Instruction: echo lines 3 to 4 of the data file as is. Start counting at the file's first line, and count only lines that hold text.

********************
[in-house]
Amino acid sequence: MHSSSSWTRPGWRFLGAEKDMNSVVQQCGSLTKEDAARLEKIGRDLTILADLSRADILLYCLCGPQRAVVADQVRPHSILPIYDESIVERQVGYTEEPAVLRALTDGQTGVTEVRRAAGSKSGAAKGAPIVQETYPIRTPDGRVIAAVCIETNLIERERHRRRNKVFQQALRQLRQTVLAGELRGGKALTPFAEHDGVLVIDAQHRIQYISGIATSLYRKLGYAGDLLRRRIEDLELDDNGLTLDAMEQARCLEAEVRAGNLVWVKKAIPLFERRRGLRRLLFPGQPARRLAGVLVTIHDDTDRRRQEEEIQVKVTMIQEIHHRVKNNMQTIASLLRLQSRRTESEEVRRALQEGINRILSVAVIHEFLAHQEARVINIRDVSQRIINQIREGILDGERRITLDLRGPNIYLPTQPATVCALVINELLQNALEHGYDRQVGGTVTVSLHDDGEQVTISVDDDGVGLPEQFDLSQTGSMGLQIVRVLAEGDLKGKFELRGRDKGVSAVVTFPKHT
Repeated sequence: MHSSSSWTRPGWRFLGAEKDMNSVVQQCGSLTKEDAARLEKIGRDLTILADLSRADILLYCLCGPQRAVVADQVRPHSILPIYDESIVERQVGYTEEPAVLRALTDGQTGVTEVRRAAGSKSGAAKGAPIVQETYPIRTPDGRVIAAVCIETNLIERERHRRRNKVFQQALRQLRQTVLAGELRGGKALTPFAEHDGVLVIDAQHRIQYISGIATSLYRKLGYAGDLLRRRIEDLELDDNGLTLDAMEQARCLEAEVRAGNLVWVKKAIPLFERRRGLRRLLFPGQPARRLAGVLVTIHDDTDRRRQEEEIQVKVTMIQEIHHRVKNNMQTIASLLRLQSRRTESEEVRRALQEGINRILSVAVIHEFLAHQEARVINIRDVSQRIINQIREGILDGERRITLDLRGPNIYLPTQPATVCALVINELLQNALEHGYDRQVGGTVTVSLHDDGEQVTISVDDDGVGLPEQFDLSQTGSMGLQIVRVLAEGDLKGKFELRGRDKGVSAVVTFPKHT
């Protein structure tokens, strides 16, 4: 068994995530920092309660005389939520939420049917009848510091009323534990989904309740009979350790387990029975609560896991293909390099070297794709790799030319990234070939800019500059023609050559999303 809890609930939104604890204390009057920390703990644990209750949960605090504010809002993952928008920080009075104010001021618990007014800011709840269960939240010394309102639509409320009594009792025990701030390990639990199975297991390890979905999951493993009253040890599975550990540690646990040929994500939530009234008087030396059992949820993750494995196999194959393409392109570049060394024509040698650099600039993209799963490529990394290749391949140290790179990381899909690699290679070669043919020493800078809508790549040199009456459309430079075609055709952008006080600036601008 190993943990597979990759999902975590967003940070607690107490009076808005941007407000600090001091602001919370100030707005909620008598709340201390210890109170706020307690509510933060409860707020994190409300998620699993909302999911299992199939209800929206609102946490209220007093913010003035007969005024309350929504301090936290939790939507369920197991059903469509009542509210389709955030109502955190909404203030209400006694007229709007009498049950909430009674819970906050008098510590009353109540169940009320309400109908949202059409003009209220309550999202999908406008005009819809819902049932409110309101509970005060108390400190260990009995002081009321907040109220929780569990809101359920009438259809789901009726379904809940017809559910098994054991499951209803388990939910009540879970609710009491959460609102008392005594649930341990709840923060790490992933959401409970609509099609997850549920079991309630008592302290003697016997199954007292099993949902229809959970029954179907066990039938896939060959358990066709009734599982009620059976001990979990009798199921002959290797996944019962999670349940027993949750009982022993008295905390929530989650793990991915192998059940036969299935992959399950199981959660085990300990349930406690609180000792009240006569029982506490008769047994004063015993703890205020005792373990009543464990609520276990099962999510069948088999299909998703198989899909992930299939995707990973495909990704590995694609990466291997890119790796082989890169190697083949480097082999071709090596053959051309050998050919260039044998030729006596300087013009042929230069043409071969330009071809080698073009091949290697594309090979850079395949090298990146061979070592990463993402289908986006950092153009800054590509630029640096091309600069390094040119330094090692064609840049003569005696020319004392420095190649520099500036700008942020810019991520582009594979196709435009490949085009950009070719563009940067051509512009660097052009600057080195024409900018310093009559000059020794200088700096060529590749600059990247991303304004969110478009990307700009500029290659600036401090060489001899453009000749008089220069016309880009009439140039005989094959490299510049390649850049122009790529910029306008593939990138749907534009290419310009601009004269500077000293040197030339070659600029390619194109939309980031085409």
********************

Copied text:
Repeated sequence: MHSSSSWTRPGWRFLGAEKDMNSVVQQCGSLTKEDAARLEKIGRDLTILADLSRADILLYCLCGPQRAVVADQVRPHSILPIYDESIVERQVGYTEEPAVLRALTDGQTGVTEVRRAAGSKSGAAKGAPIVQETYPIRTPDGRVIAAVCIETNLIERERHRRRNKVFQQALRQLRQTVLAGELRGGKALTPFAEHDGVLVIDAQHRIQYISGIATSLYRKLGYAGDLLRRRIEDLELDDNGLTLDAMEQARCLEAEVRAGNLVWVKKAIPLFERRRGLRRLLFPGQPARRLAGVLVTIHDDTDRRRQEEEIQVKVTMIQEIHHRVKNNMQTIASLLRLQSRRTESEEVRRALQEGINRILSVAVIHEFLAHQEARVINIRDVSQRIINQIREGILDGERRITLDLRGPNIYLPTQPATVCALVINELLQNALEHGYDRQVGGTVTVSLHDDGEQVTISVDDDGVGLPEQFDLSQTGSMGLQIVRVLAEGDLKGKFELRGRDKGVSAVVTFPKHT
């Protein structure tokens, strides 16, 4: 068994995530920092309660005389939520939420049917009848510091009323534990989904309740009979350790387990029975609560896991293909390099070297794709790799030319990234070939800019500059023609050559999303 809890609930939104604890204390009057920390703990644990209750949960605090504010809002993952928008920080009075104010001021618990007014800011709840269960939240010394309102639509409320009594009792025990701030390990639990199975297991390890979905999951493993009253040890599975550990540690646990040929994500939530009234008087030396059992949820993750494995196999194959393409392109570049060394024509040698650099600039993209799963490529990394290749391949140290790179990381899909690699290679070669043919020493800078809508790549040199009456459309430079075609055709952008006080600036601008 190993943990597979990759999902975590967003940070607690107490009076808005941007407000600090001091602001919370100030707005909620008598709340201390210890109170706020307690509510933060409860707020994190409300998620699993909302999911299992199939209800929206609102946490209220007093913010003035007969005024309350929504301090936290939790939507369920197991059903469509009542509210389709955030109502955190909404203030209400006694007229709007009498049950909430009674819970906050008098510590009353109540169940009320309400109908949202059409003009209220309550999202999908406008005009819809819902049932409110309101509970005060108390400190260990009995002081009321907040109220929780569990809101359920009438259809789901009726379904809940017809559910098994054991499951209803388990939910009540879970609710009491959460609102008392005594649930341990709840923060790490992933959401409970609509099609997850549920079991309630008592302290003697016997199954007292099993949902229809959970029954179907066990039938896939060959358990066709009734599982009620059976001990979990009798199921002959290797996944019962999670349940027993949750009982022993008295905390929530989650793990991915192998059940036969299935992959399950199981959660085990300990349930406690609180000792009240006569029982506490008769047994004063015993703890205020005792373990009543464990609520276990099962999510069948088999299909998703198989899909992930299939995707990973495909990704590995694609990466291997890119790796082989890169190697083949480097082999071709090596053959051309050998050919260039044998030729006596300087013009042929230069043409071969330009071809080698073009091949290697594309090979850079395949090298990146061979070592990463993402289908986006950092153009800054590509630029640096091309600069390094040119330094090692064609840049003569005696020319004392420095190649520099500036700008942020810019991520582009594979196709435009490949085009950009070719563009940067051509512009660097052009600057080195024409900018310093009559000059020794200088700096060529590749600059990247991303304004969110478009990307700009500029290659600036401090060489001899453009000749008089220069016309880009009439140039005989094959490299510049390649850049122009790529910029306008593939990138749907534009290419310009601009004269500077000293040197030339070659600029390619194109939309980031085409």